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FOUR SIMPLE, MINDFUL STEPS TO MANAGING CONFLICT WITH GRACE

Post By: Berit Kauffeldt | Friday, June 26, 2020

sport psychology performance STRESS COMMUNICATION

Well, I guess you know that feeling: there is this one thing, that that person always does, it annoys you so much, but you just don't know how to address it. There is that one detail, that drives you crazy, but you could never find the right moment and words to speak it out loud – or even worse, you mentioned it and the situation just exploded and it got even worse. There is a reason for all of that and an easy way out… but let me explain.


Why is it so hard to criticize or to get criticized? Maybe you can already guess it. It's about some years ago, when our brains got developed. Back then it was made to keep us safe and make us survive – and it did a damn good job. Threats of those times were, for example, an animal that want to eat us or a peer group that expels us – both scenarios could mean death for us. So we developed the instinct of fight, flight or freeze, when our body sends the signal of danger to our brain – like when we get criticized.


This works out well when we need to jump out of the way of a car, but is pretty inappropriate when it signals about psychological "danger“. When we speak about a violation of our needs of recognition, respect, belonging and love this reaction causes the opposite of what we want – stress increases when we start "fighting“ with words.


What brings relief is the connection to the other person, to let yourself be touched by their pain. Everybody can relate to that. Everyone knows how it feels to not be understood, loved or seen. Take the other person's perspective for a while and explore their needs and intentions. This shift in perception is often a turning point during an argument and opens the door for a discussion oriented to solutions and resources.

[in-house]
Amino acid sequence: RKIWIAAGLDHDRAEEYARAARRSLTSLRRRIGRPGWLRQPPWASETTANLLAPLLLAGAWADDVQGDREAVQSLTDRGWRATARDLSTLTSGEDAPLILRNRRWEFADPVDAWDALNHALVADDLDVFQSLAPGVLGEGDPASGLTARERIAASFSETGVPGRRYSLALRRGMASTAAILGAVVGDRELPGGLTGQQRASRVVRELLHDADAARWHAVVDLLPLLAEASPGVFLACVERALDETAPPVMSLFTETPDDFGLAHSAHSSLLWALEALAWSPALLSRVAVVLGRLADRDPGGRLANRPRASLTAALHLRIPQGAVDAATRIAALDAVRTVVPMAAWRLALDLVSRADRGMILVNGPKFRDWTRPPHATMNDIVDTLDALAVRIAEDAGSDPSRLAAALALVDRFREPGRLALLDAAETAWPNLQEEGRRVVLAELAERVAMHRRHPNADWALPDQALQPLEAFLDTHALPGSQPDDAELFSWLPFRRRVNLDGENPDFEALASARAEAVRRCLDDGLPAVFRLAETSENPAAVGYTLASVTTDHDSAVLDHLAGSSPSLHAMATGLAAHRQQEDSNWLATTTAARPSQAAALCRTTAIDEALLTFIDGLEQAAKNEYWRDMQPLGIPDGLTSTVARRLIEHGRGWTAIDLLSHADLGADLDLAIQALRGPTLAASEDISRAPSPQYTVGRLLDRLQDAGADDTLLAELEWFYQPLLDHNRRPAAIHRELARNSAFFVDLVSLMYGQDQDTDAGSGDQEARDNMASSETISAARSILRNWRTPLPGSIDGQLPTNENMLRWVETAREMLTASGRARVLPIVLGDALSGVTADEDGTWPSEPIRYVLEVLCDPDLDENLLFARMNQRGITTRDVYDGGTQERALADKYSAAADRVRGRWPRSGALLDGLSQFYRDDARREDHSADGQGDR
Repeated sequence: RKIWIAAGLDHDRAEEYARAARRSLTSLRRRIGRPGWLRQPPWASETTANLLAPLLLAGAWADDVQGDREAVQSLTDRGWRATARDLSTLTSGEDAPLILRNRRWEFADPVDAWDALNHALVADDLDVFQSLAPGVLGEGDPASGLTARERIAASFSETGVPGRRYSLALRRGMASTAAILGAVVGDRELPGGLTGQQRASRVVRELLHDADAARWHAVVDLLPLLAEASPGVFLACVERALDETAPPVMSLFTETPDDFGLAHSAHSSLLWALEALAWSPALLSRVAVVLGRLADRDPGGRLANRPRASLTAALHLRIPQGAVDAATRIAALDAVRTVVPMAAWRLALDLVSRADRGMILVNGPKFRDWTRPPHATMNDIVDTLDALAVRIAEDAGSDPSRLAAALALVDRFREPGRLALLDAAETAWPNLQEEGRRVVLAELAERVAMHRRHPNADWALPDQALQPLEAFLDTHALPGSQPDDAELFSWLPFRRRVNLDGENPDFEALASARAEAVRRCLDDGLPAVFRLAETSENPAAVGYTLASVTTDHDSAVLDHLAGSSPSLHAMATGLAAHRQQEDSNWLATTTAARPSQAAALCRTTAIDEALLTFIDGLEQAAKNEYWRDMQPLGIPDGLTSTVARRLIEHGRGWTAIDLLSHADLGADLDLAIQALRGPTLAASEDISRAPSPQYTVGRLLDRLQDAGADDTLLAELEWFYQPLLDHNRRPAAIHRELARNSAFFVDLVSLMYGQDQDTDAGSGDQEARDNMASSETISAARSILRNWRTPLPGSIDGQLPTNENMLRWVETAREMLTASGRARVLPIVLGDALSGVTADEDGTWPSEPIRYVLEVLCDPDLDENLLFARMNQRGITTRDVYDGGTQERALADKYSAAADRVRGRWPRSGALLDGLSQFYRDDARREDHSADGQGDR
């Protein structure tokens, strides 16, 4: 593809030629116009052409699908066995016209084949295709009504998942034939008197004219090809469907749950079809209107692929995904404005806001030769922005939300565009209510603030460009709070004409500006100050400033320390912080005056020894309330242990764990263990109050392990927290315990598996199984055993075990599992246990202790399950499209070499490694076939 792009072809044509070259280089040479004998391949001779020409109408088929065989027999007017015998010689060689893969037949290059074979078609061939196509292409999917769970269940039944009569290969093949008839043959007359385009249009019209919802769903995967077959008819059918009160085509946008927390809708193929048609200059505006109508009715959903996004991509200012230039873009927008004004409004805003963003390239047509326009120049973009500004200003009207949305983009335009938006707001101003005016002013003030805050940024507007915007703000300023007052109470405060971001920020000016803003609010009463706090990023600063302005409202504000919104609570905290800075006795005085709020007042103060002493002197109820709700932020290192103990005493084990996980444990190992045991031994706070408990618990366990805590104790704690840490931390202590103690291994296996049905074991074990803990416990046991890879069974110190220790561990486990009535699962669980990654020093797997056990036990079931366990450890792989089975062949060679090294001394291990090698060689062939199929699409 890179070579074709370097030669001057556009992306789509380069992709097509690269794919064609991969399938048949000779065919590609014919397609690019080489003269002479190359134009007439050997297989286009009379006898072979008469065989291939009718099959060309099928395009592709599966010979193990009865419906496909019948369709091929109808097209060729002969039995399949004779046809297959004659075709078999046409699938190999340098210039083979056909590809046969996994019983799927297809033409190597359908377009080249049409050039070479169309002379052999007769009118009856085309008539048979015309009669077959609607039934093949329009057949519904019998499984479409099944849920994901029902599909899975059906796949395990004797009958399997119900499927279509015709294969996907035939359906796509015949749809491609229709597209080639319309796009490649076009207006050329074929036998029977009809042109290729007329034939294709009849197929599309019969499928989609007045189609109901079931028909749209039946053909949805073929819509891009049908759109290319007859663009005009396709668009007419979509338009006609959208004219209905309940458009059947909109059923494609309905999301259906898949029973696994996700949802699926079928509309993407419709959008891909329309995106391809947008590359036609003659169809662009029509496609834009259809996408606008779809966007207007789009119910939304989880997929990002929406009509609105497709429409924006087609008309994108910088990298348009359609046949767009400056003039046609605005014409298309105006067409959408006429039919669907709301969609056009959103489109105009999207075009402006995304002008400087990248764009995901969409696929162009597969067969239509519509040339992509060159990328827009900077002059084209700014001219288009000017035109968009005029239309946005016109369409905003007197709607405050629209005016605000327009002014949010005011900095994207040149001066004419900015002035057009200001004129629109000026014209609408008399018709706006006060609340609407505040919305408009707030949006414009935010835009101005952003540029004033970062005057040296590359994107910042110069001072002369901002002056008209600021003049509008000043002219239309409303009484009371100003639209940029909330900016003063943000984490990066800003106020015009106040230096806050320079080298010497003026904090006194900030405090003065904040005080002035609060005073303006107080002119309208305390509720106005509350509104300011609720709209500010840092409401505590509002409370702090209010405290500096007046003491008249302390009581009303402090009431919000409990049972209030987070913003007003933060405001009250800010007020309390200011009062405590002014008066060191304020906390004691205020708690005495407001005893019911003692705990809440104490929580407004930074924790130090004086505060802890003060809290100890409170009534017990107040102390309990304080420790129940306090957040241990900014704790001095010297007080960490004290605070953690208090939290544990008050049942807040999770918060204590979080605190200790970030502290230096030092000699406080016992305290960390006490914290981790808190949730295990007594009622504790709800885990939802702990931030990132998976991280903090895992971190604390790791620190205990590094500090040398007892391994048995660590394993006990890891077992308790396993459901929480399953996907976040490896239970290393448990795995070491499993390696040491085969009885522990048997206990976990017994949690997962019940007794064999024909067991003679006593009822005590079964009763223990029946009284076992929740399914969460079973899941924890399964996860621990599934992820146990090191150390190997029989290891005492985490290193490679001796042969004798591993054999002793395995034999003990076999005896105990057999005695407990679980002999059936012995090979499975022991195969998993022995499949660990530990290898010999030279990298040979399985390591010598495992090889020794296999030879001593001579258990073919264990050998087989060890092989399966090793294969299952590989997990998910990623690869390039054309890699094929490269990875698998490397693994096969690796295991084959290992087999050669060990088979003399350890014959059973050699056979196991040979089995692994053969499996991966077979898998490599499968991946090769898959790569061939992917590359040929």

The secret is to not trigger the "survival-mode“ of the other person. How do you do that? By not attacking them verbally, but speaking about wishes and non-judgmental observations. The nonviolent communication of Marshall Rosenberg is a very useful tool to practice it. It requires an attitude of sincerity, compassionate understanding and the honest will of making things better and reduce suffering – and I know you can do that ??. Here are the four steps to give you a guideline:


  1. Tell the other person what you are observing – free from judgement, interpretation and accusation. What I mean is something like "I see that you never carry the team's stuff to the training gym“ instead of "You are so arrogant. Is it too much for you to carry the team's stuff? If you think, you are the princess of the team, we don't need you here“.
  2. Tell the other person how that makes you feel. IMPORTANT - the sentence starts with an "I“. It could be: "I feel angry about it“ instead of "You make me so angry“. Can you feel the different energy of those sentences with just a little difference in wording? Say it out loud if not.
  3. Tell what you need. "As a team captain I feel responsible for each of us and I wish the tasks could be distributed equally between us. I would feel more calm and at ease knowing that every team member takes its role seriously, which also includes the team duties.“
  4. And then you give a suggestion about the implementation of how the other person could meet your need. For example: "Please carry the medicine bag from and to the practice, there's nobody feeling responsible for that“.

And that's it. Try it out, it's worth it. Practice it for a while until it‘s part of your communication routine and witness the shift in your relationships and the melting of arguments.


What's useful to understand at this point is that a conflict starts when the needs of one, two or more parties are not met and they suffer from it. They have difficulties to let the other party know in a way that is accepted and understood. Not more and not less. It's time to look behind the curtain.


You can see communication in a way of meditation in action. Use your words gracefully, as a tool to bring harmony, benevolence and compassion into this world.


I'm looking forward to read or hear your comments and thoughts about it.


Have a great day,

Berit


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